asked the Secretary of State for Employment how many textile workers are currently unemployed in the North-West region and in the United Kingdom as a whole.
At 10th August, the latest date for which this quarterly information is available, the numbers of people registered as unemployed who last worked in the textile industry were 7,734 in the North-West region and 30,187 in the United Kingdom.
I thank the Under-Secretary for that reply, but is he aware that in the year ending 30th September 1978, 13,400 textile workers have been made redundant? Is he further aware that output per head in this industry compares very favourably with that in all other industries, particularly the vehicle industry, in this country? Will he pay more attention to the importance of the textile industry and also bear in mind the problems which could result to it from enlargement of the EEC?
The hon. Gentleman has often attacked me for advocating public expenditure. Through the new multi-fibre arrangement the Government have paid a great deal of attention to this industry. We have saved 43,700 textile jobs through the temporary employment subsidy, which has been attacked by members of the Conservative Front Bench, and we have introduced a special short-time working scheme, which again did not receive the acclaim that it should have done from Opposition Members.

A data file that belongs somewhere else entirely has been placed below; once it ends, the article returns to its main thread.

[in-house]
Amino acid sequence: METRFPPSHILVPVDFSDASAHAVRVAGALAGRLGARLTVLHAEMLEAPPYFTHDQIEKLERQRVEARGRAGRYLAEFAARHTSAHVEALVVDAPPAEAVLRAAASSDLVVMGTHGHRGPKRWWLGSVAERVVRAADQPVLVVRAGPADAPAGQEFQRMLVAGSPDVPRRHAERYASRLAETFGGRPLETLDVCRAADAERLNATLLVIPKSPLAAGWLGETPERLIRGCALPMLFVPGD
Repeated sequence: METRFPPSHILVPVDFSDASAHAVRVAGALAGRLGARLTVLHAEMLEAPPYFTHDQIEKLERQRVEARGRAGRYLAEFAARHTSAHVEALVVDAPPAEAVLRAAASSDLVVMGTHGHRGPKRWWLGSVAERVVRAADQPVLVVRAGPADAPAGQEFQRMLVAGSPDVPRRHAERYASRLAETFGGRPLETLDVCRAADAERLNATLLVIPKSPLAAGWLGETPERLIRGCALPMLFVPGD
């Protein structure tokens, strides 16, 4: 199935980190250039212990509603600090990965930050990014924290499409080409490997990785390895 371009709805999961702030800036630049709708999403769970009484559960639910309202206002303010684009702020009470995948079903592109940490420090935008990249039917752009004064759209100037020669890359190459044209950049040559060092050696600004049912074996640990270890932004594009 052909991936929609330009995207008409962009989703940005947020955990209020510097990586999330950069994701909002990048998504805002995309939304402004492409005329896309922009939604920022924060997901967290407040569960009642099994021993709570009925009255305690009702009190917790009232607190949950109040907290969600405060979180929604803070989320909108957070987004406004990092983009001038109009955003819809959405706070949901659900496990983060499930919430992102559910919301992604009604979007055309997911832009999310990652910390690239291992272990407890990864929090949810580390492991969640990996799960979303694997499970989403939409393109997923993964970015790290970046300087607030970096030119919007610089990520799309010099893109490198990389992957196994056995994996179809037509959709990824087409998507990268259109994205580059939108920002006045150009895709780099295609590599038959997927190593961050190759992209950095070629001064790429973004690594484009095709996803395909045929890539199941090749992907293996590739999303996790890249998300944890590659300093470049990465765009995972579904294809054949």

Does my hon. Friend agree that one of the difficulties for the textile industry is that the EEC Commission reduced the amount which this country could pay in temporary employment subsidy, and that an EEC Commissioner, Christopher Tugendhat, a former Conservative MP, is going around the country outlining plans for further reductions? Does not that indicate the severe difficulties of our current membership of the EEC?
Certainly no one on the Labour Benches welcomed the reduction in the effectiveness of the temporary employment subsidy which we had to negotiate earlier this year.